The training started with an introduction at the EWC offices in Oslo and then continued with a visit to the July 22 Centre. At the centre, the students curated their own exhibitions about the terror attacks 22 july 2011 in Oslo and Utøya. The staff at the centre noticed a different dynamic than they had seen with Norwegian groups;
"Norwegian groups of students often focus on the response to the terror attacks and the rose marches. The international nature of the group resulted in a more global perspective than we usually see", said Anne Talsnes from the 22 July Centre
After the visit to the 22 July Centre, the training continued at the island of Utøya. The programme had a particular focus on hate speech, and how to identify and take action against it, as well as sharing of experiences between schools and countries. The students took part in a range of discussions, reflection exercises and other mixed-group activities based on real examples and their own experiences. The students will further share their experiences and knowledge with their peers.
Monika Koszyńska and Sonia Ruszkowska from EWC's project partner Polin Museum of the History of Polish Jews believe that the setting at Utøya gave the training a seriousness it would never have had at a different location.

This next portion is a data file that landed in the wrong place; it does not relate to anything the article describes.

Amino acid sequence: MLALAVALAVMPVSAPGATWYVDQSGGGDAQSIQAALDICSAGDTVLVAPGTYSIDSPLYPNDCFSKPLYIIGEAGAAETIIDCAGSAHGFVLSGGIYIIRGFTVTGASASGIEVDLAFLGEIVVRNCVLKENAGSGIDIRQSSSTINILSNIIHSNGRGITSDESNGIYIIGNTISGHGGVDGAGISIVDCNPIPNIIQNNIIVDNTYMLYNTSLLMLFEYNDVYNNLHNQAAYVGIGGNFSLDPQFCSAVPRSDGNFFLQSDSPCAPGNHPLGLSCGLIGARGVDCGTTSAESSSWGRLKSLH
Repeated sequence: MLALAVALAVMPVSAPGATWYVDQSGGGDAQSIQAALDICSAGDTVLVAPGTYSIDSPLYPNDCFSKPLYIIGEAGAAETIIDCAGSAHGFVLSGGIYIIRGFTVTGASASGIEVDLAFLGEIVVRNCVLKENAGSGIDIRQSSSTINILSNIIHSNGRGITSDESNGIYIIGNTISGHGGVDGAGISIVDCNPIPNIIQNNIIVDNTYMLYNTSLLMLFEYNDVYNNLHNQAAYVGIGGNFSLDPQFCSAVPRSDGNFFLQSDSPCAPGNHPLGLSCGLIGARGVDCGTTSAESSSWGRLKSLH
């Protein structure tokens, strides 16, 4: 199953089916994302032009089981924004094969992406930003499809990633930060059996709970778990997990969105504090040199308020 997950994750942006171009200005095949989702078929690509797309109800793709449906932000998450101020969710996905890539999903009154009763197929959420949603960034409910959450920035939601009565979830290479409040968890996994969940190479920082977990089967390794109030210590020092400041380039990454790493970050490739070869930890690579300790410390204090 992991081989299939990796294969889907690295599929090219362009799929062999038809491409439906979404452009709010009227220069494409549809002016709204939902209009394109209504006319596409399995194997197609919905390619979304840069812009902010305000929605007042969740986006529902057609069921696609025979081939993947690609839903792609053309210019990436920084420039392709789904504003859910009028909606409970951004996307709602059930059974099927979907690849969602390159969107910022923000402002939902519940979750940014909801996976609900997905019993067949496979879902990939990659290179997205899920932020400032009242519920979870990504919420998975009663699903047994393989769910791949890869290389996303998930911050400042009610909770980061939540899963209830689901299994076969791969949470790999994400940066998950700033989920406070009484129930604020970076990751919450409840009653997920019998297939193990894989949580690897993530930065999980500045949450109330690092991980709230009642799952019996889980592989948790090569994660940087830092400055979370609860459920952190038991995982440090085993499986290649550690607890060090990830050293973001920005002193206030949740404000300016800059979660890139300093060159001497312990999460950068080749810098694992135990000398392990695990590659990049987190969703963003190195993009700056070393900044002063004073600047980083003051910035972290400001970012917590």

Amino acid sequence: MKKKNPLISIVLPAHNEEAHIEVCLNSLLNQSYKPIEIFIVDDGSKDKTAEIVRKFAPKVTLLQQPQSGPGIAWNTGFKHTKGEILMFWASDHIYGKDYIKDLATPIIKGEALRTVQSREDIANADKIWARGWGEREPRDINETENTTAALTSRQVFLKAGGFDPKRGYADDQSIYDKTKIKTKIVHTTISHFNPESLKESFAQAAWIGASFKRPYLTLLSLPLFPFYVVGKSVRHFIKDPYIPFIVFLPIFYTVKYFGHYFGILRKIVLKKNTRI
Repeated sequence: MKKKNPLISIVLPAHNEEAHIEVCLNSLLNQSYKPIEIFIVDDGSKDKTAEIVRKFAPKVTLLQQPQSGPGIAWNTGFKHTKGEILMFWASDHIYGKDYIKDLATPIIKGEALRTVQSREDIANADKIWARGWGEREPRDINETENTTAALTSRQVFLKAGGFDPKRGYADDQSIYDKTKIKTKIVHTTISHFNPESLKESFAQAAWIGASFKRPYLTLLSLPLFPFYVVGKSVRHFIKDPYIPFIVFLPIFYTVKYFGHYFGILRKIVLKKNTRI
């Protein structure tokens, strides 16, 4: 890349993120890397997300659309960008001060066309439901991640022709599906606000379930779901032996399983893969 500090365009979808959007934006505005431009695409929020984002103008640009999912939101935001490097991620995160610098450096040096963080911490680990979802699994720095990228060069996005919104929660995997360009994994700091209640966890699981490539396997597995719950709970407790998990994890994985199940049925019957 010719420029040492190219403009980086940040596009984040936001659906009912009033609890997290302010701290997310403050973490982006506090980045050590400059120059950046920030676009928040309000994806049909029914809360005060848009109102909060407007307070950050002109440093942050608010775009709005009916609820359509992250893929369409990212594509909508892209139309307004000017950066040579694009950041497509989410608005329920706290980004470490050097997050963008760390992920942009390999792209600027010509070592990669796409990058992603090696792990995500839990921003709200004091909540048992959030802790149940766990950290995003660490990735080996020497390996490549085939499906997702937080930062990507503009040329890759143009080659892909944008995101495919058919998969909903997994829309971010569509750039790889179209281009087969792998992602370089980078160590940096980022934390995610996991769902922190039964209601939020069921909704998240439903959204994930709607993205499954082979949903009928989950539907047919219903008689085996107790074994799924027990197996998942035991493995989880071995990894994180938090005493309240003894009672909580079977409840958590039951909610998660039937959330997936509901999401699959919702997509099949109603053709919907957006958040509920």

"Carrying out the same activities at normal workshops anywhere can be a great experience, but this training will have a bigger impact. We had a feeling that all the students took the tasks very seriously, also the task to pass on the knowledge to their peers. They were highly motivated and want to work towards a better understanding of hate speech and how to overcome it. The students want to keep on going and continue working. Most of them have prepared whole campaigns they will carry out at their own schools".
What did the students themselves think about the training and being at Utøya? See their reactions in this video interview.